Also by Roediger, How Race Survived US History: From Settlement and Slavery to the Obama Phenomenon offers a panoramic overview of the role played by race identities in the US history from the sixteenth to the twenty-first century-from the Fundamental Constitutions of South Carolina, drafted by John Locke, according to which "every freeman of Carolina shall have absolute power and authority over his negro slaves," to today's US prison system, in which 60 per cent of the inmates are people of colour. And in his groundbreaking study The Wages of Whiteness: Race and the Making of the American Working Class, first published in 1991, the Verso author sheds light on how the racial identity of white working-class Americans was forged in opposition to black laborers. According to Roediger, "whiteness was a way in which white workers responded to a fear of dependency on wage labor and to the necessity of capitalist work discipline."

Traces of History: Elementary Structures of Race by Patrick Wolfe
Wolfe asks how race rose and spread across the globe. Patrick Wolfe presents a new approach to race and to comparative colonial studies. He brings a historical perspective to bear on the regimes of race that colonizers have sought to impose on Aboriginal people in Australia, on Blacks and Native Americans in the United States, on Ashkenazi Jews in Western Europe, on Arab Jews in Israel/Palestine, and on people of African descent in Brazil. In doing so, Wolfe shows how race marks and reproduces the different relationships of inequality into which Europeans have coopted subaltern populations: territorial dispossession, enslavement, confinement, assimilation, and removal.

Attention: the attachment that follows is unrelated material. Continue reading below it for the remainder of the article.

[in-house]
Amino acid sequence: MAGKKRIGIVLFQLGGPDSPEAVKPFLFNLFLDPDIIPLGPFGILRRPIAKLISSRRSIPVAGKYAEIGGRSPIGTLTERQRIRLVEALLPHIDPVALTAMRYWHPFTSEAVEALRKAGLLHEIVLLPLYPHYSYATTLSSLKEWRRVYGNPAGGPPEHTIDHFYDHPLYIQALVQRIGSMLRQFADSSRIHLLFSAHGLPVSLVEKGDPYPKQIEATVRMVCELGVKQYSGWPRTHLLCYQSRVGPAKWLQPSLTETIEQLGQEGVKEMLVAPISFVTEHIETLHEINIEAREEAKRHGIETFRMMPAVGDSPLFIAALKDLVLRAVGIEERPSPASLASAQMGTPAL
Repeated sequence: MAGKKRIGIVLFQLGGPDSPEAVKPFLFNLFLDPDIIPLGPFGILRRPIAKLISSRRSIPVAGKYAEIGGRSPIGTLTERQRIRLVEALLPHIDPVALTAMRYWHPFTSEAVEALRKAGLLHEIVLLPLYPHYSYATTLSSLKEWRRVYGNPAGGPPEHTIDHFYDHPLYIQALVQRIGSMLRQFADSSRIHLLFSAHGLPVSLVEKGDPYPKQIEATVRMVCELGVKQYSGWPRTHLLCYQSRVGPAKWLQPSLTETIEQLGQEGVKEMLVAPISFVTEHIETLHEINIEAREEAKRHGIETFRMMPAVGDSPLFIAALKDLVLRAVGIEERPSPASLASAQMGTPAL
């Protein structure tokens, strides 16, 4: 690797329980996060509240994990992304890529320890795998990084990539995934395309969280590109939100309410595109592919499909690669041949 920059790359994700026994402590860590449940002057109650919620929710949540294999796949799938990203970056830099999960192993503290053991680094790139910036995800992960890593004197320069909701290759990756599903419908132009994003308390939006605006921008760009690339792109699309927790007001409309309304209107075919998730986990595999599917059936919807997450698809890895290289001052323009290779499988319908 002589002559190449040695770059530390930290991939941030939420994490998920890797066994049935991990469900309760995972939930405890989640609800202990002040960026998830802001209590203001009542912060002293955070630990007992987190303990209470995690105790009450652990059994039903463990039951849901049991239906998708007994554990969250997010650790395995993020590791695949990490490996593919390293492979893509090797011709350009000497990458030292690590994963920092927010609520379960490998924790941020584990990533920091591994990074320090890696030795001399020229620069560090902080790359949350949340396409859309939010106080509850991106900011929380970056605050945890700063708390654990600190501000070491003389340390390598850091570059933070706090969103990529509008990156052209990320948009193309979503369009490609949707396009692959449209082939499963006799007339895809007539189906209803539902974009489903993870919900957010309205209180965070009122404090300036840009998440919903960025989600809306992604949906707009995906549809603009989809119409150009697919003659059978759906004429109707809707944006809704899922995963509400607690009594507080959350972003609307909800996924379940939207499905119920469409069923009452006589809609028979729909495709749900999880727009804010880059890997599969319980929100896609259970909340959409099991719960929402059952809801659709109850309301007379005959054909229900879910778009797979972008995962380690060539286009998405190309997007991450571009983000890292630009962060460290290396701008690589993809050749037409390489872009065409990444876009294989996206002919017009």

Charting the different modes of domination that engender specific regimes of race and the strategies of anti-colonial resistance they entail, the book powerfully argues for cross-racial solidarities that respect these historical differences.

Beyond the Pale: White Women, Racism, and History by Vron Ware
Published as part of the Feminist Classics series, this pioneering study asks how ideas about white women have shaped the history of racism. Vron Ware argues that they have been central, and that feminism has, in many ways, developed as a political movement within racist societies. Dissecting the different meanings of femininity and womanhood, Beyond the Pale examines the political connections between black and white women, both within contemporary racism and feminism, as well as in historical examples like the anti-slavery movement and the British campaign against lynching in the United States. Beyond the Pale is a major contribution to anti-racist work, confronting the historical meanings of whiteness as a way of overcoming the moralism that so often infuses anti-racist movements.

Black Macho and the Myth of the Superwoman by Michele Wallace
Another title in our Feminist Classics series, Michele Wallace’s seminal work caused a storm of controversy when it was first published in 1978. Wallace blasted the masculine biases of the black politics that emerged from the sixties. She described how women remained marginalized by the patriarchal culture of Black Power, demonstrating the ways in which a genuine female subjectivity was blocked by the traditional myths of black womanhood.

The book sparked debate between intellectuals and political leaders, one that has not changed in the time since. Black Macho continues to be deeply relevant to current feminist debates and black theory today.

Wallace's Invisibility Blues: From Pop to Theory, is another essential text on the black experience in America, and a landmark work of black feminism. Available from November 15th in our Radical Thinkers series.

Beyond Black and White: Transforming African-American Politics by Manning Marable